I, me, Rich, had my first taste of race organisation on Thursday evening as it was my club's turn to marshall the road race league event. In truth, the administration of the league is so good it's really about marshalling the marshals and marshalling the 5 cars needed (including First Aid). It went off well, no injuries and no crashes on a lovely summers evening. Some guy called Andy Tennant from Rapha Condor Sharp won....
Way back in the mists of time: 2008 I guess, I did my first cycling coaching qualification, the UKCC Level 2 certificate in cycling coaching through British Cycling. Man, there's some proper work in that, ask anybody who has done it and they'll tell you. Truthfully, it doesn't allow you to do that much - you can't prescribed training plans to individuals or coach on anything other than a traffic free enviroment. You can however work on techniques and skills like group riding, cornering, etc which is really useful but to get your hands on individual riders you need to get a Level 3 qualification. So, logically, you've got L2, next it's L3 right? Wrong. You have to specialise first and do a Level 2 qualification in your specific discipline (MTB, Track, BMX, road and time trial) so, there's me in 2009 taking a sideways step to do L2 R&TT. Now it's on to Level 3 right? Yes, right. I did the 'core unit' all prospective L3 coaches have to do and I've just got confirmation from B.C that I've passed that so it's back up to Manchester in November to begin the home leg to full L3 qualification.
I love coaching, just love it. It's a real privledge and the courses have been great too - real quality stuff - we're unlocking the secrets of cycling here at Mamil Towers in part because B.C have let me look into their book of spells. I've also met some great guys, Dean Downing and Jeff Snodin to name but two - cycling aristocracy.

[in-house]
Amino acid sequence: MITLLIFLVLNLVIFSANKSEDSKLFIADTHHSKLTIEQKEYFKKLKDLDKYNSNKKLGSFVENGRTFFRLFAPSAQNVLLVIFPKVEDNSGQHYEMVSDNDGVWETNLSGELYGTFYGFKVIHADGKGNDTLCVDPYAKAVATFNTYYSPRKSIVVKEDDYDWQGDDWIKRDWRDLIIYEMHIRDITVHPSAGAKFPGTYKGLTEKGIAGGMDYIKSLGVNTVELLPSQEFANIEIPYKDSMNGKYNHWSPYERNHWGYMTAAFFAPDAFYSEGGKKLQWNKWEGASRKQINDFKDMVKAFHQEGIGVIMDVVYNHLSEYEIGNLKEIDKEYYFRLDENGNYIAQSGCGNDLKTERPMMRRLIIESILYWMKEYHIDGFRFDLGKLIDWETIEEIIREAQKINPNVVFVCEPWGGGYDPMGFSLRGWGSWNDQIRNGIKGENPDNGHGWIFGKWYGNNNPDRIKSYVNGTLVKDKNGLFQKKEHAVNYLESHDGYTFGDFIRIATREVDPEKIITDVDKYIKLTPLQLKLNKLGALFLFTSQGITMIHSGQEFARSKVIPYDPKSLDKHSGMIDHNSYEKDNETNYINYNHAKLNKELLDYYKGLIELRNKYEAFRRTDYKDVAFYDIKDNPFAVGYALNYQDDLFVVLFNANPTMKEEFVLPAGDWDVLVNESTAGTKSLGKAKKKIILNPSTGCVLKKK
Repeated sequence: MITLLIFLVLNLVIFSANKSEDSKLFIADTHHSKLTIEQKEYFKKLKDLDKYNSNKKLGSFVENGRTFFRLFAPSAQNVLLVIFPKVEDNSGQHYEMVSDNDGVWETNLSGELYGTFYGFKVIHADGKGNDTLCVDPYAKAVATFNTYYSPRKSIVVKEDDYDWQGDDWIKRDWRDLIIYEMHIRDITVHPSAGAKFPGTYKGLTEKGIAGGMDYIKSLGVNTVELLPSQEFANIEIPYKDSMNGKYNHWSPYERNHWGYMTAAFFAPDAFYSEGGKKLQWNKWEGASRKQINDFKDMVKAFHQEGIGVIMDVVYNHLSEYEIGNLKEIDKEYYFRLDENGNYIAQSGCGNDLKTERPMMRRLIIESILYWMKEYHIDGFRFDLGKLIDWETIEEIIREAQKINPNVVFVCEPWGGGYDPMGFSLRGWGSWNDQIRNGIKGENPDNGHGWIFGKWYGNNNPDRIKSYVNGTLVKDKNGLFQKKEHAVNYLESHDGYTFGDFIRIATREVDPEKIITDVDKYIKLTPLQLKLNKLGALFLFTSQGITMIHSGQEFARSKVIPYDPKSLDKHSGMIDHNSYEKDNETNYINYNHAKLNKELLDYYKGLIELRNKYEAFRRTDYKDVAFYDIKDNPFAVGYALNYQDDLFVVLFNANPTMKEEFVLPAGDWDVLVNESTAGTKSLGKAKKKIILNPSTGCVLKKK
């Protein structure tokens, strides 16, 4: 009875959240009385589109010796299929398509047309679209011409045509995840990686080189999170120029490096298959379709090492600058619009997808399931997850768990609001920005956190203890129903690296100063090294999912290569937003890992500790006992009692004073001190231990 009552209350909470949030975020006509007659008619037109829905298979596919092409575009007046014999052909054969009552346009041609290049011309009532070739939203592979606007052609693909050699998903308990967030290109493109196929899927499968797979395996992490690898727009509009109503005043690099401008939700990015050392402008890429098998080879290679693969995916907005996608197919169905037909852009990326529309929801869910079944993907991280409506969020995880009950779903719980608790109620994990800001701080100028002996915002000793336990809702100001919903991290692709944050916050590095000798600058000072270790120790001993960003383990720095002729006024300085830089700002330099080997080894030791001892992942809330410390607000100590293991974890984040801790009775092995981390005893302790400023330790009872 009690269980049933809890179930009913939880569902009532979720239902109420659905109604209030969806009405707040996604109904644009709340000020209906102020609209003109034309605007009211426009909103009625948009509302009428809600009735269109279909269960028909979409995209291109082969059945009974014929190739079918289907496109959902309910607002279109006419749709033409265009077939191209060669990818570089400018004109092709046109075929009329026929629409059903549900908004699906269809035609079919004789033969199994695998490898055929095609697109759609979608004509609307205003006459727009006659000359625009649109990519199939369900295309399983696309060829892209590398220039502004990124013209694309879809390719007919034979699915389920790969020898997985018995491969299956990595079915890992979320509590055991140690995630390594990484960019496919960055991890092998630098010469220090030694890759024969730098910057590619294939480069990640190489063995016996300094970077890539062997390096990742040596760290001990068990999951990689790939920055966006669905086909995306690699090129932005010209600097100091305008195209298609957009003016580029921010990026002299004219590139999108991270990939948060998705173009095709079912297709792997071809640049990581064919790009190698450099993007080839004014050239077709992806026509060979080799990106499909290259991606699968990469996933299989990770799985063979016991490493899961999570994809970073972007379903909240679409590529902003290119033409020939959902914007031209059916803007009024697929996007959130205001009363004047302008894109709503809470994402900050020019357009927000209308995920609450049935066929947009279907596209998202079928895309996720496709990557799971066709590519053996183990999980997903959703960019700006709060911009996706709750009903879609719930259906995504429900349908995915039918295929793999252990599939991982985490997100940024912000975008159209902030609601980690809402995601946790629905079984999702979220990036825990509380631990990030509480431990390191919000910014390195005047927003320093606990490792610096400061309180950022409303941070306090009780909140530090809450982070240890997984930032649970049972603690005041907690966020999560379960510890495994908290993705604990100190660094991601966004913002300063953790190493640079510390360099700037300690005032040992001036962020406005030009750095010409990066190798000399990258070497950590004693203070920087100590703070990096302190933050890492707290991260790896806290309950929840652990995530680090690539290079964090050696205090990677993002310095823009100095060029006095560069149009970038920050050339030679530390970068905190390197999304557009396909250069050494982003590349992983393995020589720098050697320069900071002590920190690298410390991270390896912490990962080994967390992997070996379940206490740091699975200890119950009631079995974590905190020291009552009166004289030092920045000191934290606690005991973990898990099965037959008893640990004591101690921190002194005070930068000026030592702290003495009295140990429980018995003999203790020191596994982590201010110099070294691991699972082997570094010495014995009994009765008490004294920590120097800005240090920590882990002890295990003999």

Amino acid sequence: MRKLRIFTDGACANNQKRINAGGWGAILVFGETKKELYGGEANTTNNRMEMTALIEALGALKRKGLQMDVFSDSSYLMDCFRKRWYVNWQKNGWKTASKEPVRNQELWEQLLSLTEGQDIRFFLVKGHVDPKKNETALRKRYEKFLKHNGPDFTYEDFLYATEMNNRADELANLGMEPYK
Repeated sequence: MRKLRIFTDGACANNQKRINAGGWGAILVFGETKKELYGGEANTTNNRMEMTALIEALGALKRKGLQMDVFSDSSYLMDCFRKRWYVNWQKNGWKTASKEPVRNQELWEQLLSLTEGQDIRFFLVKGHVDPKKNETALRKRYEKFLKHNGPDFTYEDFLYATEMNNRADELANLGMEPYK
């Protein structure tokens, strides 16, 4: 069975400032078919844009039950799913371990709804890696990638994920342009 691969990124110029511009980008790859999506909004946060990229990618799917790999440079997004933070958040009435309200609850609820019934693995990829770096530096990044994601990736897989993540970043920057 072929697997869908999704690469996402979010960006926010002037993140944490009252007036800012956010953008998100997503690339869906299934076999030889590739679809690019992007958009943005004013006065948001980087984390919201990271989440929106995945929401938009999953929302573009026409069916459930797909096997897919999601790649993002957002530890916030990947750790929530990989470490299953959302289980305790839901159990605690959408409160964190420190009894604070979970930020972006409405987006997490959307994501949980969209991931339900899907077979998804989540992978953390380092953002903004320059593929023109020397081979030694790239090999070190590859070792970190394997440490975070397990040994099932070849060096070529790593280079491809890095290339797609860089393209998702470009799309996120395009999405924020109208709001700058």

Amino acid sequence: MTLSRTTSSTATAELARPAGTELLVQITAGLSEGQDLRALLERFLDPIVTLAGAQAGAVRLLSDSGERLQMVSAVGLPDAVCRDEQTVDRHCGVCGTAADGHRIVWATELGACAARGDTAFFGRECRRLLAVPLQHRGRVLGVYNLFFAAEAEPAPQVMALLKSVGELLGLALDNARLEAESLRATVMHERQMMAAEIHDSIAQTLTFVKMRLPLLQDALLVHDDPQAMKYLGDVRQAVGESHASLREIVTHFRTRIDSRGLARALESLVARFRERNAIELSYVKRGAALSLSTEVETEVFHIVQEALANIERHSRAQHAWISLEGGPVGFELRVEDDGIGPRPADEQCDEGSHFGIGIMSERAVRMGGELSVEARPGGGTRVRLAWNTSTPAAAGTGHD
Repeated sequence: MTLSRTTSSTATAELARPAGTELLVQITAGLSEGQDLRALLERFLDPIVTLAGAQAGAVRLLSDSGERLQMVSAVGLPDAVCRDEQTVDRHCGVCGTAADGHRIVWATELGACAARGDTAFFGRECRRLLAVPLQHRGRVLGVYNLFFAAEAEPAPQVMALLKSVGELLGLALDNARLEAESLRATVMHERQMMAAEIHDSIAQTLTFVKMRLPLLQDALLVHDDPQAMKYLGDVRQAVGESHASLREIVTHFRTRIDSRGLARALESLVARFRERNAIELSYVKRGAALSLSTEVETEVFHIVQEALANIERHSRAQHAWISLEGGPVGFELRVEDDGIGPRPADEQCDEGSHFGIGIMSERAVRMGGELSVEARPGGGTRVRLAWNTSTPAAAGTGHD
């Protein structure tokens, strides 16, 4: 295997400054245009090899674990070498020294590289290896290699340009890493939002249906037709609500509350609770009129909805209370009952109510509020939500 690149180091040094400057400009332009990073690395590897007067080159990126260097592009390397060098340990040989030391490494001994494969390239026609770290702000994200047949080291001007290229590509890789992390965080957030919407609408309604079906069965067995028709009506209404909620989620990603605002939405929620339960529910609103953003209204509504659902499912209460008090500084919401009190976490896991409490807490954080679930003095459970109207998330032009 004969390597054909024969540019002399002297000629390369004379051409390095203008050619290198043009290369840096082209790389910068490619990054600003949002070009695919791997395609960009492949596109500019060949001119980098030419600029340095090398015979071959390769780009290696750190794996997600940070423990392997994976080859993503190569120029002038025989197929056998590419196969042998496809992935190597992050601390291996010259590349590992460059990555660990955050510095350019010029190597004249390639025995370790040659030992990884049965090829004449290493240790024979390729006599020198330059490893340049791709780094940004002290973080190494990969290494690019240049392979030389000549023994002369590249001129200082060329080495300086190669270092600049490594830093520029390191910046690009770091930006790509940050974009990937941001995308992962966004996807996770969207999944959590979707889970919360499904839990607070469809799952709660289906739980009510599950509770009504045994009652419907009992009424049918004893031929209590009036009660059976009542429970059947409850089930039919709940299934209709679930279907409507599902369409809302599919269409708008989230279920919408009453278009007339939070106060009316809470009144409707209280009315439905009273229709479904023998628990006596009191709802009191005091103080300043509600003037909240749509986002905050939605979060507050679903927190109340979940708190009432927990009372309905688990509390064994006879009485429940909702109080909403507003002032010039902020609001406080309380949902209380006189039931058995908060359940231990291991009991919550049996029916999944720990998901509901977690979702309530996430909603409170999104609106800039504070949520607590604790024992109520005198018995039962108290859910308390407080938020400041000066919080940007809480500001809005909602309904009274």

Tops for me was coaching the GB Transplant Games team for the past 2 years. We've just come back from the World Transplant Games Sweden with 10 medals from 8 riders and 15 rides in the TT and the road race. Not too shabby that. I'm very proud of the guys and looking forward to South Africa in 2 years time.
Well, what a day Sunday the 3rd July was! All the work and the worry paid off and we delivered our first sportive starting in Mamil's home town of Bridgnorth and sending 172 riders over the Clee Hill and, for the more adventuresome, the Long Mynd as well. We were blessed with a beautiful sunny day and a traffic free High Street which certainly helped things along as did the detailed planning and organisation (thank you particularly the wonderful Mrs Britton).
We are all riders here at Mamil Towers as are most of our families and mates who turned out to help us at signing on, feed stations, motor cycling marshalls, international rider rescue and the like. Most important for us what that we gave our riders, everyone of them, a proper day out on the bike and value for their 20 or 15 quid. I hope we did. I think we did. No damn it, I'm sure we did. James and Charlie, two of our lads rode it with Ash helping with photographic duties - you don't put your kids into something you don't have faith in.
If you rode it, please give us your feedback. Next year we want to keep the same friendly family feel but will always look at ways to make things better.
What a great day. More to come.